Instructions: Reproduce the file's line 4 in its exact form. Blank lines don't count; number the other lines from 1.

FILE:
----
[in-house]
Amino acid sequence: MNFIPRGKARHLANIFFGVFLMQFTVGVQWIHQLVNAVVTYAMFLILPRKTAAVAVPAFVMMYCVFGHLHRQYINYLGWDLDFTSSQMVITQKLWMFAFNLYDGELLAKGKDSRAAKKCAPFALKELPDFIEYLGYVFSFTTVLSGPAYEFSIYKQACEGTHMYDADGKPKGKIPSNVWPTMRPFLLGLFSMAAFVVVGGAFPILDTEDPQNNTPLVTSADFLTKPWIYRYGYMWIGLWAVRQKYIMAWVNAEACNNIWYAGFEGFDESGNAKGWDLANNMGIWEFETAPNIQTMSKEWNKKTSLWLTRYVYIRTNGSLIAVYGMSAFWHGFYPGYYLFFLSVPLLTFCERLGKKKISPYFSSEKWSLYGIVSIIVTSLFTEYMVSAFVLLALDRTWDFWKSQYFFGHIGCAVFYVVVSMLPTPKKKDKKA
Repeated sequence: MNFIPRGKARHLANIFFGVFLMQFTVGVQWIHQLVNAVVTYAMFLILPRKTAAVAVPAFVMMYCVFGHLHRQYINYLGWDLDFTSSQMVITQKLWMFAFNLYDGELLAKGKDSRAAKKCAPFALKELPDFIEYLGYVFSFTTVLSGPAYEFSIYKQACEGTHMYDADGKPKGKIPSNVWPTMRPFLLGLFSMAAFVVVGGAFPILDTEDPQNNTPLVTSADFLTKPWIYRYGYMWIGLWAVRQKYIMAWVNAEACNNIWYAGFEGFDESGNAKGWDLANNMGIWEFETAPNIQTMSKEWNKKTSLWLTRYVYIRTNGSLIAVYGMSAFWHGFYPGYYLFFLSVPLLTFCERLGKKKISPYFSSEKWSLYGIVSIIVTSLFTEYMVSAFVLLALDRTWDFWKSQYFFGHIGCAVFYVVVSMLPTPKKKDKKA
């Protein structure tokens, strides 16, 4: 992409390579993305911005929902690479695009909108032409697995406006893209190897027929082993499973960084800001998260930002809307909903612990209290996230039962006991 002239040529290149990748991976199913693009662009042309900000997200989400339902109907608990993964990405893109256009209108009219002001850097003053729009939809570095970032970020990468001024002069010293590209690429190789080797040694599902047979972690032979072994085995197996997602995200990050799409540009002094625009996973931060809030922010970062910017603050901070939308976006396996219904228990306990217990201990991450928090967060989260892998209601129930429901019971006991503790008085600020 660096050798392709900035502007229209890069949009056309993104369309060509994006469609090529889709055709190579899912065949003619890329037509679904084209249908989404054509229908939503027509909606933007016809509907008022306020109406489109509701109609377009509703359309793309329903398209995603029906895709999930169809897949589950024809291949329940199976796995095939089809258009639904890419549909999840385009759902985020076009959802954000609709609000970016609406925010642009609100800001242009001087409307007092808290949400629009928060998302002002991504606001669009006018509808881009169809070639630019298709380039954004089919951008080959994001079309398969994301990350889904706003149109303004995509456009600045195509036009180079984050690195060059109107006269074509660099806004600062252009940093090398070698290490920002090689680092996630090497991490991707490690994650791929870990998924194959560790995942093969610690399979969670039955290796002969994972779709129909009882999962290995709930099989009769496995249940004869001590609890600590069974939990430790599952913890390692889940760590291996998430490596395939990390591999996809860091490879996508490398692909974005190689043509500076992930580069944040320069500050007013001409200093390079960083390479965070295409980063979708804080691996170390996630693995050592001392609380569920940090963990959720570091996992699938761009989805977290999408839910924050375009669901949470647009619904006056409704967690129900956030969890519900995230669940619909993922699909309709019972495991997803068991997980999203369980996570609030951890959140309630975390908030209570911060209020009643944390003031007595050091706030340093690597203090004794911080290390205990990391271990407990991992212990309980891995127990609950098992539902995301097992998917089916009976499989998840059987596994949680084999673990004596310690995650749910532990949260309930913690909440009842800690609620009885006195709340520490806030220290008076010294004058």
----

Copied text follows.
């Protein structure tokens, strides 16, 4: 992409390579993305911005929902690479695009909108032409697995406006893209190897027929082993499973960084800001998260930002809307909903612990209290996230039962006991 002239040529290149990748991976199913693009662009042309900000997200989400339902109907608990993964990405893109256009209108009219002001850097003053729009939809570095970032970020990468001024002069010293590209690429190789080797040694599902047979972690032979072994085995197996997602995200990050799409540009002094625009996973931060809030922010970062910017603050901070939308976006396996219904228990306990217990201990991450928090967060989260892998209601129930429901019971006991503790008085600020 660096050798392709900035502007229209890069949009056309993104369309060509994006469609090529889709055709190579899912065949003619890329037509679904084209249908989404054509229908939503027509909606933007016809509907008022306020109406489109509701109609377009509703359309793309329903398209995603029906895709999930169809897949589950024809291949329940199976796995095939089809258009639904890419549909999840385009759902985020076009959802954000609709609000970016609406925010642009609100800001242009001087409307007092808290949400629009928060998302002002991504606001669009006018509808881009169809070639630019298709380039954004089919951008080959994001079309398969994301990350889904706003149109303004995509456009600045195509036009180079984050690195060059109107006269074509660099806004600062252009940093090398070698290490920002090689680092996630090497991490991707490690994650791929870990998924194959560790995942093969610690399979969670039955290796002969994972779709129909009882999962290995709930099989009769496995249940004869001590609890600590069974939990430790599952913890390692889940760590291996998430490596395939990390591999996809860091490879996508490398692909974005190689043509500076992930580069944040320069500050007013001409200093390079960083390479965070295409980063979708804080691996170390996630693995050592001392609380569920940090963990959720570091996992699938761009989805977290999408839910924050375009669901949470647009619904006056409704967690129900956030969890519900995230669940619909993922699909309709019972495991997803068991997980999203369980996570609030951890959140309630975390908030209570911060209020009643944390003031007595050091706030340093690597203090004794911080290390205990990391271990407990991992212990309980891995127990609950098992539902995301097992998917089916009976499989998840059987596994949680084999673990004596310690995650749910532990949260309930913690909440009842800690609620009885006195709340520490806030220290008076010294004058």